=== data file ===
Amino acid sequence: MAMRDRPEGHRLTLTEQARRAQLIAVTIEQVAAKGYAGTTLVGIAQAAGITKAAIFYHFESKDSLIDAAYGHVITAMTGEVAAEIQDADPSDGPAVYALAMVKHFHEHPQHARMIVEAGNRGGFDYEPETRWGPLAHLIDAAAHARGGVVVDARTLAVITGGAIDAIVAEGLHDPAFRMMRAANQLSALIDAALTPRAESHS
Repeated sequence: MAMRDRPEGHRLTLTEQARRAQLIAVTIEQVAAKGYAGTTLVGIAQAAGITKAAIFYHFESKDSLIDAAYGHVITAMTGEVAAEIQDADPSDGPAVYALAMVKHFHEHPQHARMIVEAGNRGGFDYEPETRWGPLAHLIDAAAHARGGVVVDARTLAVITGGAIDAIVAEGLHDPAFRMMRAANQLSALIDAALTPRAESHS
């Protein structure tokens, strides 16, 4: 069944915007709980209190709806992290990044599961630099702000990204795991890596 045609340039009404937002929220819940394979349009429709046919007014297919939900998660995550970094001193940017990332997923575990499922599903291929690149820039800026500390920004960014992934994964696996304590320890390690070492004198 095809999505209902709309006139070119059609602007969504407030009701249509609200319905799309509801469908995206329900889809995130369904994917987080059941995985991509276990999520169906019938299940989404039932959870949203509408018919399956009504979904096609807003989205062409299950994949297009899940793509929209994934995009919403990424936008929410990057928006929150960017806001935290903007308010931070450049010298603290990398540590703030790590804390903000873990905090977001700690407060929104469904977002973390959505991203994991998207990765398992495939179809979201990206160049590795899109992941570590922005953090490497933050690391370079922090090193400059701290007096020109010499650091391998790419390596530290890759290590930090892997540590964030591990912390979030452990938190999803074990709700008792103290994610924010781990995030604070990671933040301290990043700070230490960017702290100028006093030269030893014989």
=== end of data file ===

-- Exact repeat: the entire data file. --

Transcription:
Amino acid sequence: MAMRDRPEGHRLTLTEQARRAQLIAVTIEQVAAKGYAGTTLVGIAQAAGITKAAIFYHFESKDSLIDAAYGHVITAMTGEVAAEIQDADPSDGPAVYALAMVKHFHEHPQHARMIVEAGNRGGFDYEPETRWGPLAHLIDAAAHARGGVVVDARTLAVITGGAIDAIVAEGLHDPAFRMMRAANQLSALIDAALTPRAESHS
Repeated sequence: MAMRDRPEGHRLTLTEQARRAQLIAVTIEQVAAKGYAGTTLVGIAQAAGITKAAIFYHFESKDSLIDAAYGHVITAMTGEVAAEIQDADPSDGPAVYALAMVKHFHEHPQHARMIVEAGNRGGFDYEPETRWGPLAHLIDAAAHARGGVVVDARTLAVITGGAIDAIVAEGLHDPAFRMMRAANQLSALIDAALTPRAESHS
């Protein structure tokens, strides 16, 4: 069944915007709980209190709806992290990044599961630099702000990204795991890596 045609340039009404937002929220819940394979349009429709046919007014297919939900998660995550970094001193940017990332997923575990499922599903291929690149820039800026500390920004960014992934994964696996304590320890390690070492004198 095809999505209902709309006139070119059609602007969504407030009701249509609200319905799309509801469908995206329900889809995130369904994917987080059941995985991509276990999520169906019938299940989404039932959870949203509408018919399956009504979904096609807003989205062409299950994949297009899940793509929209994934995009919403990424936008929410990057928006929150960017806001935290903007308010931070450049010298603290990398540590703030790590804390903000873990905090977001700690407060929104469904977002973390959505991203994991998207990765398992495939179809979201990206160049590795899109992941570590922005953090490497933050690391370079922090090193400059701290007096020109010499650091391998790419390596530290890759290590930090892997540590964030591990912390979030452990938190999803074990709700008792103290994610924010781990995030604070990671933040301290990043700070230490960017702290100028006093030269030893014989």